Subscribe for 33¢ / day
Ciccio restaurant building

Ciccio, a restaurant on Washington Street in Yountville, is located in a building that originally housed an Italian market starting in the late 1910s. The “MARKET” lettering was recently painted over, raising the question as to whether it deserved protection as a historic feature.

A restaurateur who had a prominent “MARKET” sign removed from outside his century-old downtown building seeks Yountville’s permission to make the change permanent – and also argues he never should have been required to ask the town in the first place.

Six blocky capital letters, painted white, had long marked the original purpose of the wooden building in Yountville’s Old Town district on Washington Street. But workers painted over the lettering in June, and the owners of Ciccio – an Italian restaurant with no grocery service – are seeking Yountville’s after-the-fact approval, saying the familiar signage that covered the old market’s façade is a decades-younger addition not covered by the site’s historic protection.

Ciccio’s co-founder, Frank Altamura, in August persuaded Yountville’s zoning board to accept the loss of the building’s market banner, saying the letters may have been painted as late as the 1970s. He also pointed to confusion he said the sign continues to sow among passers-by who expect a place for snacks and drinks, not a place for quiet sit-down dinners.

The source of the apparent clash between historic form and modern function is a survival from a rough-hewn Yountville known for farmland rather than fine cuisine – a structure with a wooden façade, gabled roof and a porch lined with square wooden columns. The Tonascia Market, founded in town in 1916, did business there through 1983, and other groceries and delicatessens called it home until its conversion into Gordon’s Café in 2000.

As Gordon’s, and later in its current Ciccio’s branding, the eatery has retained the painted signage pointing to its former use. But on June 13, town staff members saw primer being painted over the “MARKET” masthead by workers who said the building was receiving “routine maintenance,” and that the lettering would be repainted onto the barn-red siding, according to a staff memorandum to the Town Council.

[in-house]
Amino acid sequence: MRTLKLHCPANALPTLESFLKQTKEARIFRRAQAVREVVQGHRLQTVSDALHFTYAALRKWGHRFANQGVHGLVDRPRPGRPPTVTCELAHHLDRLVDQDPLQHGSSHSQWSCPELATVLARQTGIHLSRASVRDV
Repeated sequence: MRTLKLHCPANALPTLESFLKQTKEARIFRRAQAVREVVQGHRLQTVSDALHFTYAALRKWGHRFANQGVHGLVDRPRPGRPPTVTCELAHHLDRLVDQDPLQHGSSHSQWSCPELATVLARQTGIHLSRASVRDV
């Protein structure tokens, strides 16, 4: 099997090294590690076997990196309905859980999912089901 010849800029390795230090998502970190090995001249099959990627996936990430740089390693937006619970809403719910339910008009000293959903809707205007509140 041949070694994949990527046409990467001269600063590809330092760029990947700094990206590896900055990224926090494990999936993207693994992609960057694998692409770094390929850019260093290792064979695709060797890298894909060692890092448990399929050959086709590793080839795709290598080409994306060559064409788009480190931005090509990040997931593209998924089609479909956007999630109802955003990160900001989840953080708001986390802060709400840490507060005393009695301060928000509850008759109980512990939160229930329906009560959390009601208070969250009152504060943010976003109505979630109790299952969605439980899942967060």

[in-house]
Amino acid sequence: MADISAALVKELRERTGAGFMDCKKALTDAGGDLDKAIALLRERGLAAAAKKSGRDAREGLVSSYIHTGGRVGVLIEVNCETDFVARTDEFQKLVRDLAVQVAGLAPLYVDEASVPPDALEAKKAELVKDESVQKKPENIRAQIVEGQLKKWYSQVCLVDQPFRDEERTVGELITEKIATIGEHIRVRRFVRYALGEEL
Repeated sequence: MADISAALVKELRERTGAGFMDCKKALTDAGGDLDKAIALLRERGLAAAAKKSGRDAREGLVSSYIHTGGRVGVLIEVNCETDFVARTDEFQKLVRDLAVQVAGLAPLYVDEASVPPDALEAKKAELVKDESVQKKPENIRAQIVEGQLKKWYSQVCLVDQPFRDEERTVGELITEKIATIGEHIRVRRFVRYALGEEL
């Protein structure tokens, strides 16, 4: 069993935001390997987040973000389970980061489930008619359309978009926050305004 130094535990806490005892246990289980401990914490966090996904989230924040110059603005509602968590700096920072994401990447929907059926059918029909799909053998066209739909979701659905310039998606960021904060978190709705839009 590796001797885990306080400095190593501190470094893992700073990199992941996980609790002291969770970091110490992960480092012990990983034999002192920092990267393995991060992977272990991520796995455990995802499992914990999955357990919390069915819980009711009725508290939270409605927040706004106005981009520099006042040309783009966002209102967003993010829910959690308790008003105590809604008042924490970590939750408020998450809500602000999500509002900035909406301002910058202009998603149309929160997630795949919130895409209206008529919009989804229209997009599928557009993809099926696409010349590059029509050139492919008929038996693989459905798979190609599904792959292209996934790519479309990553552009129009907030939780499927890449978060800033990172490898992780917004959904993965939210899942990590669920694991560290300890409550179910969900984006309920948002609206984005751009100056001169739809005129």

The next day, Altamura contacted town staff to ask how to avoid replacing the market lettering and was told he would need a design review and permit changes to leave his storefront unadorned. No new lettering appeared at Ciccio’s entrance, and Yountville issued a violation notice June 16 requiring Altamura to restore the masthead or apply to make the change legal.

Altamura sought to gain the town’s blessing for the sign removal, citing both practical business matters and historic value.

“After operating Ciccio restaurant in this building for more than four and a half years, we find that the ‘MARKET’ sign is confusing and misleading to visitors and tourists,” he wrote the town July 11. “… Individuals are constantly coming into the restaurant believing it is a place to purchase everything from water to cigarettes.”

Ciccio already had gained a surprising ally in Napa County Landmarks, a group advocating the preservation of local historic attractions.

In 2012, Altamura unsuccessfully sought Yountville’s permission to remove the “MARKET” lettering. His application included a statement from Stacey De Shazo, then a Landmarks program manager, told town officials the seemingly historic decoration likely was added in the 1970s – well past what she called the building’s “most significant time” that set its design apart from modern storefronts.

Get news headlines sent daily to your inbox

While questions linger about the age of the market masthead, Yountville officials have called for preserving the restaurant building as it stands, saying the lettering is now closely identified with the property and that no photo evidence of the landmark exists for nearly a half century – from about 1920 to 1978.

“Even if the ‘MARKET’ lettering was first applied to the building sometime after 1920, it may still hold local or regional significance,” the town’s planning and building director Sandra Liston and analyst Nathan Steele wrote the council in a follow-up memo Thursday. “The lettering recalls an earlier era of Yountville and is reflective of its small-town charm, which is one of the goals of the (Old Town) district. … As more of the town is redeveloped, these ties to the past hold special significance.”

In August, the Zoning and Design Review Board sided with Altamura and ruled the removal of the sign to be valid. The Town Council is scheduled to vote on that ruling Tuesday night, although Altamura requested a delay – the matter already had been postponed from Sept. 19 – because he would be out of town, officials wrote.

If the sign removal is allowed to stand, town officials suggested, Yountville could require Altamura to install a plaque nearby to explain the building’s historic value – including its many decades as a neighborhood market.


City of Napa/Town of Yountville Reporter

Howard Yune covers the city of Napa and the town of Yountville. He has been a reporter and photographer for the Register since 2011, and previously wrote for the Marysville Appeal-Democrat, Anaheim Bulletin and Coos Bay (Oregon) World.